Honda can't take a trick. Despite having rebounded strongly in global sales after its 2011 "annus horribilis" of the tsunami disaster and Thai floods, Honda has now cut its full-year global net profit forecast by 20 percent.
Largely to blame is a 40 percent drop in September sales in China, and an October that's likely to tell a similar tale.
The Japanese carmaker is now projecting a ¥375 billion (AUD$4.6 billion) net profit for the full year, a sharp downward revision on its initial forecast of a ¥470 billion profit (AUD$5.7 billion).
Toyota and Nissan, hit by the same ill-winds of failed diplomacy, are also expected to announce similar blood-letting on the balance sheets. Toyota's sales in the Chinese market fell a monstrous 49 percent in September.
The reason? A few piles of mostly uninhabited rock poking up out of the South China Sea. To the Japanese, they are the Senkaku Islands; to the Chinese, the Diaoyu.
While currently 'administered' by Japan, it's in a dangerous three-way stand-off with China and Taiwan over who owns them. Japan has claimed sovereignty since the 19th century; China's claim is rooted in the 14th century.
A half-dozen barren rocks they may be - some smaller than a football ground - but there's oil below them, and passions are running so hot in China that Japanese cars and businesses have been torched in a wave of anti-Japanese protests that have swept across the country.
Caught in the crossfire resulting from these nationalistic frictions, and now suffering intense collateral damage in the burgeoning Chinese car market, are the big Japanese carmakers.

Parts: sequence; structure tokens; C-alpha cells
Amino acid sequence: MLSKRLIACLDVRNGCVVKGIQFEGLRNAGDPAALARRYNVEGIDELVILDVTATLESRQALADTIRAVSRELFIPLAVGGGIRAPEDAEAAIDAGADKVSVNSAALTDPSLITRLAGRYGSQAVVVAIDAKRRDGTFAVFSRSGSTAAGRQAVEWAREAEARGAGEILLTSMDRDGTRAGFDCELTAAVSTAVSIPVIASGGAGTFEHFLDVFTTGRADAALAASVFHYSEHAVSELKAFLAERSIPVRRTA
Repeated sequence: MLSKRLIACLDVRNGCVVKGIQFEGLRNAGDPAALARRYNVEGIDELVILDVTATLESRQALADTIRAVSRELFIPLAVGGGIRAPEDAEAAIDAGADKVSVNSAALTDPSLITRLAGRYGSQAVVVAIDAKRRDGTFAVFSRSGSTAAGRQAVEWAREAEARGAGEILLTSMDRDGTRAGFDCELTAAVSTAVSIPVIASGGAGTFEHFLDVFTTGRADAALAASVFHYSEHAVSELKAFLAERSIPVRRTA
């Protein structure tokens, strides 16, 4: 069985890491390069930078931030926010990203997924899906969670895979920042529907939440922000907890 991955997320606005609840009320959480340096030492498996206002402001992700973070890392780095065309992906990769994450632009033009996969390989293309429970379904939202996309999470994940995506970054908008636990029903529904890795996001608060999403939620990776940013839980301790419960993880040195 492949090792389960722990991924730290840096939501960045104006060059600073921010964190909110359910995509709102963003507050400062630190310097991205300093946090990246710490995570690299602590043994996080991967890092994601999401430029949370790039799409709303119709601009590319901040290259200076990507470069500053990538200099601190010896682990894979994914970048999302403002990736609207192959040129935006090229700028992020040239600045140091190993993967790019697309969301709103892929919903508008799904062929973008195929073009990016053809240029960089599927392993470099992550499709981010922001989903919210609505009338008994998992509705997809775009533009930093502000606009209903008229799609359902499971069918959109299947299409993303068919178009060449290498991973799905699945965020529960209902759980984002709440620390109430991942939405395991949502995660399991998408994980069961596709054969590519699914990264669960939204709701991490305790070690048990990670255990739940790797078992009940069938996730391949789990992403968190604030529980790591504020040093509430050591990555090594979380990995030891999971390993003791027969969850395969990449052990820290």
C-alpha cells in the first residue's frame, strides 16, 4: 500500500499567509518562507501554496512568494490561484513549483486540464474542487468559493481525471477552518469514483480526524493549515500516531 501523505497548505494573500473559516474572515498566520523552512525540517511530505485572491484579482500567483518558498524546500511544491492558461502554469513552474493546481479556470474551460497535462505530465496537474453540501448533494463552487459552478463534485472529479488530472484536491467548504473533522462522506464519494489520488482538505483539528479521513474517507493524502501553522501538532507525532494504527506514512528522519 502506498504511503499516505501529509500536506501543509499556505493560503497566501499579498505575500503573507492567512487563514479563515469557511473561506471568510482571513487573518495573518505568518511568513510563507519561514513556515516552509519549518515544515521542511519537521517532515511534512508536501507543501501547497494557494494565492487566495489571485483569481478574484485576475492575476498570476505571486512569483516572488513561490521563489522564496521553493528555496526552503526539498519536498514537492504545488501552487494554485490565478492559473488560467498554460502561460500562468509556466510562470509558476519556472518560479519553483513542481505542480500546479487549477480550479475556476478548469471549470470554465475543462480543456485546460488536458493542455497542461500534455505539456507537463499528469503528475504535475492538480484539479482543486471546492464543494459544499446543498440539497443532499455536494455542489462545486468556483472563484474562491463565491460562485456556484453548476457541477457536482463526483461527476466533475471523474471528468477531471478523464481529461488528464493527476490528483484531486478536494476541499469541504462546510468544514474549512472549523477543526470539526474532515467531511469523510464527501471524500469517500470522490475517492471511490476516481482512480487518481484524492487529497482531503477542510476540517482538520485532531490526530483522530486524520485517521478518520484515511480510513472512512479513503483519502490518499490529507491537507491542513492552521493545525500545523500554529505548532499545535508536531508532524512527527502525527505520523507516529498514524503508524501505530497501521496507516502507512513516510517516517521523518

There are, of course, beneficiaries. Hyundai posted record sales in China in September, up 15 percent to 84,188 sales; GM likewise had a record month with 244,266 sales. Volkswagen, BMW and Dongfeng-PSA were also racing.
Japanese automakers can only hope that the current unpleasantries will pass. Having your products put to the torch in the world's biggest car market is the stuff of nightmares for car company boardrooms.
There is more than a bit at stake here. China is, after all, Japan's largest trading partner; Japan, conversely, is China's fourth-largest market. Chinese-Japanese trade topped USD$340billion in 2011.
Those few rocks could sink some very big balance sheets over the next few years - and not just for carmakers.
Come November 5, all eyes will be on Toyota and Nissan when they are each expected to announce their quarterly earnings.
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